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DeacoNote 32: Favorite Bible

May 31, 2023

One of the things we take for granted in our lifetime is the ready availability of the Bible. Imagine how few of us would have a copy, if we had to wait until someone hand copied all 1200 pages. If my plumber did the copying at the current rate of $100 an hour, I probably would not have a personal copy of even the New Testament, let alone the whole thing. And that, of course, begs an equally important question of what language it was in? For, when we read Jesus' words in our English red-letter edition, they may say what He meant, but we all know the actual spoken words were definitely not English, but something else entirely. The process, by which the original spoken words were translated one or more times to be rendered in a language we understand, is another non-trivial undertaking.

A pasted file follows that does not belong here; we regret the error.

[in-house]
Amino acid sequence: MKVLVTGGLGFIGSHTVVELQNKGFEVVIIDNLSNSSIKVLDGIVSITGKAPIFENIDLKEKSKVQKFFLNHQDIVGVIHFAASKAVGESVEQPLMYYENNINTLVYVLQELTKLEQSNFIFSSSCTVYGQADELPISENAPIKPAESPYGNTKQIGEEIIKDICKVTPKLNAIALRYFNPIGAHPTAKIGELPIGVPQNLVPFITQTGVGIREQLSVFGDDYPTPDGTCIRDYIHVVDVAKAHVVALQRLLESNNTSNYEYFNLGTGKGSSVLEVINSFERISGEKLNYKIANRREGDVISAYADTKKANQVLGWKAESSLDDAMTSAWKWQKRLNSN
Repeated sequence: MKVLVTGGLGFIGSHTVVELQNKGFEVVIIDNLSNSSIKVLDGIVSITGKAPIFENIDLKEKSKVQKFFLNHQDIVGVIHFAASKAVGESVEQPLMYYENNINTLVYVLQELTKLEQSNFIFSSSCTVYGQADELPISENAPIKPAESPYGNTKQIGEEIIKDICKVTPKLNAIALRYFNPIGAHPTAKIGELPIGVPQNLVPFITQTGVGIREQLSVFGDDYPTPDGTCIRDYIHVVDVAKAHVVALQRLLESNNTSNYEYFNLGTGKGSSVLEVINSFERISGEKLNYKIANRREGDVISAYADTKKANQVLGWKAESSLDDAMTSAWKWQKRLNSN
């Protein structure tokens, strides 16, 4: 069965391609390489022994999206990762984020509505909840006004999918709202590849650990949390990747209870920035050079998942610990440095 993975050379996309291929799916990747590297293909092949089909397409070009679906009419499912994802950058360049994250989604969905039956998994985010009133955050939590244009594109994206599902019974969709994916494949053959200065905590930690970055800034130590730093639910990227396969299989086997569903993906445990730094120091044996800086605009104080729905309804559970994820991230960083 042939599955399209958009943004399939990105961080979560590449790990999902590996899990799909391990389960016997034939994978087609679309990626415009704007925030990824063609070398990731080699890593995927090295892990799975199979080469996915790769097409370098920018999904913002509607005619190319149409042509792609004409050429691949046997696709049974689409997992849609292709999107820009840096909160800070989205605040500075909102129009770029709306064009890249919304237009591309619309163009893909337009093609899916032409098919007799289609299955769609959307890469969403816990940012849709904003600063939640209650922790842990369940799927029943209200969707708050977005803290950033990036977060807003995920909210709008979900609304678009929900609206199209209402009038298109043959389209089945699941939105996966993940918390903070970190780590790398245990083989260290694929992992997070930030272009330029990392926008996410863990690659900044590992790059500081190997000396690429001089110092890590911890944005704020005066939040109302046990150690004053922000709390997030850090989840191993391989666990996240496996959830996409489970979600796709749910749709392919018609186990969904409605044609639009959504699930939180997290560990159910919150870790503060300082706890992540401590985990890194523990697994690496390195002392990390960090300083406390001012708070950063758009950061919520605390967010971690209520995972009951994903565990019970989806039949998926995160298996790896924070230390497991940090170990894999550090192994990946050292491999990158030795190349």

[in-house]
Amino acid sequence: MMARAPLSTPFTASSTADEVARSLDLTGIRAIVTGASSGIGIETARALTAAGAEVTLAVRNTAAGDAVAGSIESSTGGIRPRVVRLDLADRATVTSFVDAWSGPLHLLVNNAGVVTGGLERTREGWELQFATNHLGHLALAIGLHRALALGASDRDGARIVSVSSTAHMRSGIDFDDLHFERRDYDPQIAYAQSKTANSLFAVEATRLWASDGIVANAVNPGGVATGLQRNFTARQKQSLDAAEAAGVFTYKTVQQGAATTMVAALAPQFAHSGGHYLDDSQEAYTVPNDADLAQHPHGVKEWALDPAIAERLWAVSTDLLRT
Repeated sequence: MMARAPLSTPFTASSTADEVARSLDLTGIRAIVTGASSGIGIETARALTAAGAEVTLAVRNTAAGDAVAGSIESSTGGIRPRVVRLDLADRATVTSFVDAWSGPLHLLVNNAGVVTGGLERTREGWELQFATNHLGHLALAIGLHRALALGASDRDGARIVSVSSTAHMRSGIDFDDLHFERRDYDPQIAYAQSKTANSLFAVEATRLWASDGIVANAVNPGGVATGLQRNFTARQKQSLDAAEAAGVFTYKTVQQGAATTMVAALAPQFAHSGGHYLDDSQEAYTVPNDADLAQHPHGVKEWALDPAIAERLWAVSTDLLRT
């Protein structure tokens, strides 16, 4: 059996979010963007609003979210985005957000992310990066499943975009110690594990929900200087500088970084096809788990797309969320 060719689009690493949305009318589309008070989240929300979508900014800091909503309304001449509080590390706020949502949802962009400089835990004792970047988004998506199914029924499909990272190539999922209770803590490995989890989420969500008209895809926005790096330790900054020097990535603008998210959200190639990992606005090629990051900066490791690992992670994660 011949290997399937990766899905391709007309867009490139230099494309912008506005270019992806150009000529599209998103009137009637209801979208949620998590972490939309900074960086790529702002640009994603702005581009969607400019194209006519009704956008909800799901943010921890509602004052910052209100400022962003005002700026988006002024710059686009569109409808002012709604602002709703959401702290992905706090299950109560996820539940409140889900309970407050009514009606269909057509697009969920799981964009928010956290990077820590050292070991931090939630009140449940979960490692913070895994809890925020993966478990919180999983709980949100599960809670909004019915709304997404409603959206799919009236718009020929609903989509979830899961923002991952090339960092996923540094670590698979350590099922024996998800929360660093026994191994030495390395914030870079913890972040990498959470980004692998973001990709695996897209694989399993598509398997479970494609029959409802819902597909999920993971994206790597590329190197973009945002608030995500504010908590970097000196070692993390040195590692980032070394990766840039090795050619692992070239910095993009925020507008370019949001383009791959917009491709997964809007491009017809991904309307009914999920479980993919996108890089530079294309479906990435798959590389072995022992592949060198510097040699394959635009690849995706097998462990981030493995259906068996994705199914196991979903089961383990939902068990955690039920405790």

I got a glimpse into this process once, when I met a young man, who had spent a summer interning with a language team in Papua New Guinea. Their task was to live with a remote tribe, study and learn their language, and then create a written form of that language - both spelling, tense, concepts and grammar. All of this was in preparation for beginning the daunting task of translating the Bible into their native language. And this was only one of the 839 known languages in this small country. While some peoples of Papua New Guinea are still waiting for their very first understandable Bible to arrive, we, who are English-speaking, have multiple versions to choose from. Some attempt to render a more faithful translation from the original into the current usage and norms of our language. Others opt to try to make key concepts more understandable and easier to read; some reorganize it completely, to make it more chronological; one makes it read like one big novel; while still others amplify it, or fill it with study guides or application notes. And, of course, now you can get an app on your smart phone, that enables you to instantly access 71 different English versions and even have them read to you - you no longer have to guess how to pronounce Aholibamah, Joiarib, Peulethai, or Sibbechai. With all these choices, what is your favorite? In my case, I would say that my answer would be situational. If I had to read from it publicly, these days it would most assuredly be my Large Print Edition, my eyes having weakened to the point, some of my smaller Bibles might as well be in the original Greek. If I have to find a verse, it will definitely be the King James Version, since its poetry is what is locked away in my memory from my younger days. For hints at how to apply a set of verses, or understand the context in which they were written, it has to be my Life Application Bible for its margin notes and index. On the other hand, if I have to lead a Bible study, then I want my Serendipity Bible for Small Groups, which has discussion questions for every verse in every book. I had a friend who loved her Amplified Bible, but it always felt like reading from a thesaurus to me. One of the most intriguing versions, however, has to be the so-called, Wordless Book. As the title suggests, it has no words, just five colors. It is said that it was first used by Charles Spurgeon in 1866, and is still in use today by Child Evangelism Fellowship and others, to explain the plan of salvation to children. One popular version begins with a GOLD page, representing heaven, God's home, if you will. The next page is BLACK (or dark), representing sin - those things that separate us from God. The third page is RED, representing the blood of Jesus, the means by which our hearts can be cleansed of those things that separate us from God. The fourth page is WHITE, representing our cleansed state after having been forgiven for our sins. On the fifth page, we come back to another GOLD page, representing a renewed relationship with God. And lastly, we are back to the GREEN cover, reminding us to grow in our faith and relationship with God. The whole story in a wordless book. While we spend a good part of our life communicating with words, it is sometimes useful to understand, that it is not the only mode of communication available to us. Just as the Wordless Book uses simple blocks of color, those same colors can be reorganized into more complex images, telling rich and deep stories. After I retired from my corporate career, I began a venture as a photographer of people. I learned to tell stories of people and the relationships between them in images. And as every photographer learns sooner or later, a photographic image is quite simply a piece of the story, etched on the emulsion of a sheet of film, or pixels of a digital sensor, by the light reflected from the people, whose story it tells. The light communicates a rich and detailed story, and yet, not a single word can be found in its tale. And in spite of the complete absence of anything we might call language, it is traditionally agreed, that a single frame of light's story is worth a thousand words. And if you meditate on this idea for any length of time, you will recall that,